Baltimore Circuit Judge Barry G. Williams on Monday morning found Lieutenant Brian Rice not guilty of all charges relating to the detention and death of Freddie Gray. Rice is the fourth police officer to be tried in relation to Freddie Gray’s death, two others of whom have been acquitted and one whose trial ended with a hung jury.
The acquittal of Rice at a bench trial comes after two weekends of resurgent protests throughout the United States following the killings of Philando Castile in Falcon Heights, Minnesota and Alton Sterling in Baton Rouge, Louisiana by police officers. Additionally, it follows two attacks on police officers, in Dallas, on July 7 and Baton Rouge, July 17, which collectively killed eight officers. Both attacks were committed by ex-soldiers with black nationalist sympathies.
Freddie Gray, a 25-year-old African-American man, died after being arrested by Baltimore police officers on April 12, 2015. Gray was handcuffed and chained inside the police van but never strapped into his seat belt. The ride mortally wounded Gray by tossing him around the van, severing his spine. After he was admitted, comatose, to the hospital, medical examiners stated that Gray’s 80 percent spinal sever was consistent with what one would see in a car accident.
At several points in the car ride the officers made stops and further detentions. During one of the stops Gray called for medical aid and said he could not breathe, according to a witness. At one stop a crowd surrounded the car and filmed the scene.
Rice is the highest ranking officer involved in the killing of Freddie Gray. The prosecution argued that Rice was guilty of involuntary manslaughter, reckless endangerment and misconduct in office by deliberately not securing Gray to a seat belt. The prosecution further argued that because of Rice’s seniority he should have known about newly-passed rules and regulations requiring detainees to be fastened to seat belts when in transit.
Jude Williams ruled that state prosecutors had failed “to show that the actions of the defendant rose above mere civil negligence.” The judge stated that the prosecution’s case rested on “presumptions or assumptions.” Williams also supported the defense’s claim that the crowd that surrounded the police van, filming the scene, and demanding accountability for what was going on, justified the police officers not adhering to a rule to ensure Gray was seat-belted.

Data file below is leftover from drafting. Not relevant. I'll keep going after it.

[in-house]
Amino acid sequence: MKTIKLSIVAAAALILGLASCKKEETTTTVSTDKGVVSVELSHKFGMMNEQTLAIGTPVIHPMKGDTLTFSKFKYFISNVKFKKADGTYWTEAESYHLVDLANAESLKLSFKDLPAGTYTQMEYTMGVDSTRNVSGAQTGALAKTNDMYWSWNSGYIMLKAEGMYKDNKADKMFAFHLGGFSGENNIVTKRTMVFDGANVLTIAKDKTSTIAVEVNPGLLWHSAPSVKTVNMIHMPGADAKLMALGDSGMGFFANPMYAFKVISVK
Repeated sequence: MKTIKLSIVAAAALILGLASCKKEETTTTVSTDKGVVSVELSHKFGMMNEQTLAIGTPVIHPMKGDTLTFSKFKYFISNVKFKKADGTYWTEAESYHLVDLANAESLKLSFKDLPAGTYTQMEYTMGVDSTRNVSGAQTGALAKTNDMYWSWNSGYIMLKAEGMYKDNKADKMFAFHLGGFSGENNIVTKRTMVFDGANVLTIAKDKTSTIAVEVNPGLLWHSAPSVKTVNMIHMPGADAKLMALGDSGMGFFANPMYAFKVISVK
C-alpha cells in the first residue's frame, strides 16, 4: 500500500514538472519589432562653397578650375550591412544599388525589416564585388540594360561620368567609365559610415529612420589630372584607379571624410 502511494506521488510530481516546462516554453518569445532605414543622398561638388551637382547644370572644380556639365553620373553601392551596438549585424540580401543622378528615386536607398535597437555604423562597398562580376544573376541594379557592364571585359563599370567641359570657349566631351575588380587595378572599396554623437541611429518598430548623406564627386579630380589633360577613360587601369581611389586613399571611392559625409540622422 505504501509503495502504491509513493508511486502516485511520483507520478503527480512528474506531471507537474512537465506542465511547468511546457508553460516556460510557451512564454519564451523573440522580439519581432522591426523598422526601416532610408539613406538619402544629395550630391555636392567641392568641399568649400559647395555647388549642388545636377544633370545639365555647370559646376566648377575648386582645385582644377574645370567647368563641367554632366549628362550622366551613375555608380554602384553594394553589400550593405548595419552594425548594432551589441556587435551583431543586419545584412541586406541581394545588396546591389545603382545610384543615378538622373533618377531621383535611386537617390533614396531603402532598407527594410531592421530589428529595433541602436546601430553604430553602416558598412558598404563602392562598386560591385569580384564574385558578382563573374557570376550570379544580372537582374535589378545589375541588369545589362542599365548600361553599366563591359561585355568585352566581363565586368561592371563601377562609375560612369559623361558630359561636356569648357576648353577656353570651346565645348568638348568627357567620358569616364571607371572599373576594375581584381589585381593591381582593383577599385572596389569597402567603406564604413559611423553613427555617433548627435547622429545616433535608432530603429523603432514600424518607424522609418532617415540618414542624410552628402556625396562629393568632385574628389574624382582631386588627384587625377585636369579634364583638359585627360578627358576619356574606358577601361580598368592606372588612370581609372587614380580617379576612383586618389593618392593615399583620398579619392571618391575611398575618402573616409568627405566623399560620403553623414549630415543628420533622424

Judge Williams had previously dismissed a second-degree assault charge against Rice and the prosecution dropped another misconduct charge at the beginning of the trial. The city of Baltimore has already negotiated with Gray’s family for a civil settlement of $6.4 million.
Of the six charged with Gray’s death, three officers were white and three officers were black. Three of these officers have been acquitted, three remain to be tried—one being a retrial.
Rice’s acquittal follows a long line of acquittals for police officers and others charged with criminal offenses in high profile killings. Among them:
- On July 12, 2013 George Zimmerman was found not guilty of second-degree murder in the killing of unarmed Trayvon Martin.
- Darren Wilson was exonerated twice for shooting and killing the unarmed Michael Brown, first when a grand jury chose not to indict him in November 2014, and later when the Obama Administration’s Justice Department released a March 2015 report claiming his use of force was justified.
- In January 2014, all charges were dropped against the several police officers responsible for killing Kelly Thomas in Fullerton, California on July 5, 2011.
- On December 3, 2014 a grand jury decided not to bring charges against Officer Daniel Pantaleo for strangling Eric Garner in Staten Island, New York earlier that year.
- In June 2015, Michigan Sheriff Jonathan Frost was cleared by the county prosecutor of shooting and killing unarmed 17-year-old Deven Guilford at a traffic stop.
- In December 2015 a grand jury found Cleveland police officer Timothy Loehmann not guilty of killing 12-year-old Tamir Rice, who held a toy pellet gun in a park.
Since the outbreak of mass protest over police violence the Obama administration has feigned support for the victims of police violence while at the same time fully backing the military-style police quashing of protests in Ferguson, Missouri and Baltimore.
The Justice Department has initiated several investigations into police shootings and oversight programs into police departments—all of which have amounted to nothing. In virtually every case that has come before Federal courts the Obama administration has supported the side of the police.
Police officers are essentially immune from criminal prosecution in the United States. In November of last year the US Supreme Court further expanded the “qualified immunity” doctrine, which shields police officers from legal authority, specifically in civil rights cases.
Last year, at least 1,208 people were killed by police in the US. As of this writing, 2016 is on track for a similar number, with an estimated 637 people killed.